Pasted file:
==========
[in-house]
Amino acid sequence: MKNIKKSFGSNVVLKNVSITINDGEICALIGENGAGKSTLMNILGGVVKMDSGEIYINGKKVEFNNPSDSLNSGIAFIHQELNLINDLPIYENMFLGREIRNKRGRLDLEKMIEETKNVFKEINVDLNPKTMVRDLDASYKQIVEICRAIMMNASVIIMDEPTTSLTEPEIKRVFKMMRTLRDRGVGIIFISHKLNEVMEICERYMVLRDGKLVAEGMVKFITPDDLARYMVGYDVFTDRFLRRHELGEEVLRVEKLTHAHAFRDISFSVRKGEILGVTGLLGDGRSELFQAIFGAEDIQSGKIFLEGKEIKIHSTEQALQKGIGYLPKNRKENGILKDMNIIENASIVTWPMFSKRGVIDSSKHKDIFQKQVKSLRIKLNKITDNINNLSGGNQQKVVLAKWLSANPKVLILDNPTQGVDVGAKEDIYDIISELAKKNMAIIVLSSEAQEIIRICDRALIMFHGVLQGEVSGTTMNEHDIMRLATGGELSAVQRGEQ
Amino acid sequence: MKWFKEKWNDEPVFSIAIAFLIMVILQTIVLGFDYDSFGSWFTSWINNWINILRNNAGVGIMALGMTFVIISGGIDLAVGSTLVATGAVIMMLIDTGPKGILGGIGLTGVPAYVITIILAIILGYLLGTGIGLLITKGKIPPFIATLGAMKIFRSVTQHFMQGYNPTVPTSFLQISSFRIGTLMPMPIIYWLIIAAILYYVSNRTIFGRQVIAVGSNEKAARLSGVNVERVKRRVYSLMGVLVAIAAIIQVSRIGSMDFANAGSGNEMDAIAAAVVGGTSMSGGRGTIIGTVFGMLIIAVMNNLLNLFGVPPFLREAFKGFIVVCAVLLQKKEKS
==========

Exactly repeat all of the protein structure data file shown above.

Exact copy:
[in-house]
Amino acid sequence: MKNIKKSFGSNVVLKNVSITINDGEICALIGENGAGKSTLMNILGGVVKMDSGEIYINGKKVEFNNPSDSLNSGIAFIHQELNLINDLPIYENMFLGREIRNKRGRLDLEKMIEETKNVFKEINVDLNPKTMVRDLDASYKQIVEICRAIMMNASVIIMDEPTTSLTEPEIKRVFKMMRTLRDRGVGIIFISHKLNEVMEICERYMVLRDGKLVAEGMVKFITPDDLARYMVGYDVFTDRFLRRHELGEEVLRVEKLTHAHAFRDISFSVRKGEILGVTGLLGDGRSELFQAIFGAEDIQSGKIFLEGKEIKIHSTEQALQKGIGYLPKNRKENGILKDMNIIENASIVTWPMFSKRGVIDSSKHKDIFQKQVKSLRIKLNKITDNINNLSGGNQQKVVLAKWLSANPKVLILDNPTQGVDVGAKEDIYDIISELAKKNMAIIVLSSEAQEIIRICDRALIMFHGVLQGEVSGTTMNEHDIMRLATGGELSAVQRGEQ
Amino acid sequence: MKWFKEKWNDEPVFSIAIAFLIMVILQTIVLGFDYDSFGSWFTSWINNWINILRNNAGVGIMALGMTFVIISGGIDLAVGSTLVATGAVIMMLIDTGPKGILGGIGLTGVPAYVITIILAIILGYLLGTGIGLLITKGKIPPFIATLGAMKIFRSVTQHFMQGYNPTVPTSFLQISSFRIGTLMPMPIIYWLIIAAILYYVSNRTIFGRQVIAVGSNEKAARLSGVNVERVKRRVYSLMGVLVAIAAIIQVSRIGSMDFANAGSGNEMDAIAAAVVGGTSMSGGRGTIIGTVFGMLIIAVMNNLLNLFGVPPFLREAFKGFIVVCAVLLQKKEKS